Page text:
The judgment in the Public Interest Litigation demanding the scrapping of the 97-MW Tashiding Hydro Power Project (or Tashiding HEP) on the sacred Rathong Chu River in West Sikkim, was pronounced on World Environment Day, 5 June 2014 by the Sikkim High Court.
The petitioners in the PIL, both of whom were from the Buddhist minority community of Sikkim, demanded the scrapping of the project, citing violation of the Places of Worship (Special Provisions) Act of 1991, apart from gross violations of the report of the National Board for Wildlife (NBWL) and the Supreme Court order of 2006 in the Goa Foundation case.
The Places of Worship (Special Provisions) Act of 1991, extended to Sikkim in 1998, details a list of sacred shrines, rivers, lakes, caves, mountain peaks and even sacred groves in Sikkim and strictly specifies that no construction or development projects should be allowed to be undertaken in the vicinity of these places.
There is a notification by the Sikkim government that reiterates the provisions of the Act and also identifies the Rathong Chu as a sacred River, along with the Tashiding Monastery on its banks that is deemed ‘extremely sacred’ and revered by the Buddhists.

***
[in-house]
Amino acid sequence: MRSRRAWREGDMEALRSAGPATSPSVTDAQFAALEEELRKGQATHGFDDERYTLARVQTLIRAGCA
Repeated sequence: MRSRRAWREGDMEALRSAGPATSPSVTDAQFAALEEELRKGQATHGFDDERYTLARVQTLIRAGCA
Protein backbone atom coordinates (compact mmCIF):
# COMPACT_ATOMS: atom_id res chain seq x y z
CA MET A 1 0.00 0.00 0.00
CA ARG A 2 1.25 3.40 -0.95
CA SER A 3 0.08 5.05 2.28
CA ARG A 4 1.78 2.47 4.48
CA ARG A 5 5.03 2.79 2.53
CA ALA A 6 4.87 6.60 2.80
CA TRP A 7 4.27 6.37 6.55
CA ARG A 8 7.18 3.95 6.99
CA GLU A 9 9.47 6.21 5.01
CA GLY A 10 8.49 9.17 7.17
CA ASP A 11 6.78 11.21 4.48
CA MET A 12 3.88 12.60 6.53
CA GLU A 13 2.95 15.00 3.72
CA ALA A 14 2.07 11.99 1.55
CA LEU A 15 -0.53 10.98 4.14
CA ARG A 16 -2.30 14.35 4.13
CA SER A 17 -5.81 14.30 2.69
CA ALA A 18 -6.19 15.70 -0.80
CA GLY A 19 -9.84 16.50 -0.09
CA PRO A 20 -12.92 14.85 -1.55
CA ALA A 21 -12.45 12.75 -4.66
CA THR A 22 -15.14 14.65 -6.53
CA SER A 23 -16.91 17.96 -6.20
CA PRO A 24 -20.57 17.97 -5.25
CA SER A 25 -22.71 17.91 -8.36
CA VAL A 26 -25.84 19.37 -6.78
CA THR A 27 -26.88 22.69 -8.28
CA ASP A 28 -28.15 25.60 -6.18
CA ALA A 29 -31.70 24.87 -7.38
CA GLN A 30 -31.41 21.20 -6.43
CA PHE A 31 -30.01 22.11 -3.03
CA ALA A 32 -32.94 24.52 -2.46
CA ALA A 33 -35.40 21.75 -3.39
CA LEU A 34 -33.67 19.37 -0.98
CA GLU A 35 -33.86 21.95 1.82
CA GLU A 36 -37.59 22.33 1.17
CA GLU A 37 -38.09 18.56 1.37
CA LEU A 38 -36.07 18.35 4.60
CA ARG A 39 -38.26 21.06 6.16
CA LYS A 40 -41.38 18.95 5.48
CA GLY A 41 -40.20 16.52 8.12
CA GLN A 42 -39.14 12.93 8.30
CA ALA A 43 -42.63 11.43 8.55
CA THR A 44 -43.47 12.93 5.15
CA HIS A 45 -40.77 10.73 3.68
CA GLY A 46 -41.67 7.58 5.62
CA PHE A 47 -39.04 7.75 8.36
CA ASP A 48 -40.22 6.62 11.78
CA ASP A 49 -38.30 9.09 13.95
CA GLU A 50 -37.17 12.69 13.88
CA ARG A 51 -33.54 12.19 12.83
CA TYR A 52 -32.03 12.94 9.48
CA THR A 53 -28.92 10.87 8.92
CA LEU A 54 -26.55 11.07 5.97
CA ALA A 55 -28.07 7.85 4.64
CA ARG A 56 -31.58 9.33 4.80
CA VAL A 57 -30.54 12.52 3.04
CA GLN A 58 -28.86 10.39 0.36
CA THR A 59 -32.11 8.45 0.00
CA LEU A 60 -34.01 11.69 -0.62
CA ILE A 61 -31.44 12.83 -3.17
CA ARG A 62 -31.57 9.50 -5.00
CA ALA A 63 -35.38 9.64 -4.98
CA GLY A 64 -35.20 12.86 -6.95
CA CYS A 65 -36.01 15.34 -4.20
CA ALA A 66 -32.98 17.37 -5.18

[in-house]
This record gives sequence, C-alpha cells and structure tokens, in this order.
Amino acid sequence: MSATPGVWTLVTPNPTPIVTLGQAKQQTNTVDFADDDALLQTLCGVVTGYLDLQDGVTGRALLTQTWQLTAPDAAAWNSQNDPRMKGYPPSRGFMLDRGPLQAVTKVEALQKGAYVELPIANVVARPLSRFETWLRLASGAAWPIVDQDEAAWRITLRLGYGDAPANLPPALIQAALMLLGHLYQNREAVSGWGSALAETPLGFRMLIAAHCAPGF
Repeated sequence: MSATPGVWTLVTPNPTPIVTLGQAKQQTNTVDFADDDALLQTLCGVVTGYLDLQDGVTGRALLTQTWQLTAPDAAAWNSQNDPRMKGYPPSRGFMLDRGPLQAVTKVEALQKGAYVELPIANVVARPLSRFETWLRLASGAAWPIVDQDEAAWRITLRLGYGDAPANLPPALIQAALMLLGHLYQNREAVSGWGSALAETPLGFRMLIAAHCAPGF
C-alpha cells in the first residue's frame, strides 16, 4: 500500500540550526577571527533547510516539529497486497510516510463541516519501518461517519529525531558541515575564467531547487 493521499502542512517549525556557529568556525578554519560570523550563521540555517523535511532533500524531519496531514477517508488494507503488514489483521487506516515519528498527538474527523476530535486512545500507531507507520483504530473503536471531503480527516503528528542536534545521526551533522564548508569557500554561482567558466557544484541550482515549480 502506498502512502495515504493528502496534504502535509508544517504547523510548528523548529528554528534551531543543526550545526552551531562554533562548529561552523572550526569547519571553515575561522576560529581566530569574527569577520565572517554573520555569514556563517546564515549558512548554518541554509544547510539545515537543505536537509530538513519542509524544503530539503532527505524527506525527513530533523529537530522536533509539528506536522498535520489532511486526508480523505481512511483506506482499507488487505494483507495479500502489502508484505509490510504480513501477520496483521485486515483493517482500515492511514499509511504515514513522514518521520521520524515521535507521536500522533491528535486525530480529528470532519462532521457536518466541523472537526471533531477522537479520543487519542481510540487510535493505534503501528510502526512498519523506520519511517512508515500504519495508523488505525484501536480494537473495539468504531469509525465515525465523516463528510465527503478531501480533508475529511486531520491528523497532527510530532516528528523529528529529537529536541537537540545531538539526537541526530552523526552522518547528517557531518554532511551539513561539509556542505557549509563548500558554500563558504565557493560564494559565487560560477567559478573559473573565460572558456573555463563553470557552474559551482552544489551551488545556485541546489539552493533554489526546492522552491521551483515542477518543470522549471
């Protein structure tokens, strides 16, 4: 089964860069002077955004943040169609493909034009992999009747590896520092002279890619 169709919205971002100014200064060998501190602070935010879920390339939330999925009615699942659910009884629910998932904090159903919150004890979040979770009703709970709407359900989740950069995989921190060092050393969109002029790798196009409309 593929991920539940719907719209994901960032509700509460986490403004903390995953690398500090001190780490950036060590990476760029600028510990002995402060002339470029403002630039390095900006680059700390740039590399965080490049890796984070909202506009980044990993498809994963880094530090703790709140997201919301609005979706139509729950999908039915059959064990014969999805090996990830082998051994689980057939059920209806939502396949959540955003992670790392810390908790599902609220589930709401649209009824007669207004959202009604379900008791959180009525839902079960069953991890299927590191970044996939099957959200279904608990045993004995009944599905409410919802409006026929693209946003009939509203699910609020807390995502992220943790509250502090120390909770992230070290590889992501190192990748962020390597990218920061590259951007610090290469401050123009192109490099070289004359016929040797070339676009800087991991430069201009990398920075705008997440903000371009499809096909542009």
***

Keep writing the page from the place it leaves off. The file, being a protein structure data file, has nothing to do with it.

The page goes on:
The judgment pronounced by the division bench of Chief Justice N K Jain and Justice S P Wangdi passed the ball to the court of the Ministry of Environment and Forests (MoEF), asking it to take a final call on the matter within six months from the date of the order.
However, given the recent notifications from the MoEF on the matter of eco-sensitive zones and buffer areas, this judgment does not bring any cheer to those protesting the project on the holy Rathong Chu.
The history of the Tashiding HEP and protests
The genesis of protests against hydro power projects on River Rathong Chu in Sikkim dates back to the mid-nineties, when the Sikkim Democratic Front Party (SDF) government under Chief Minister Pawan Chamling had decided to go ahead with a proposed 30 MW Rathong Chu hydropower project on the River, despite tremendous pressure to scrap the said project, mainly on religious grounds.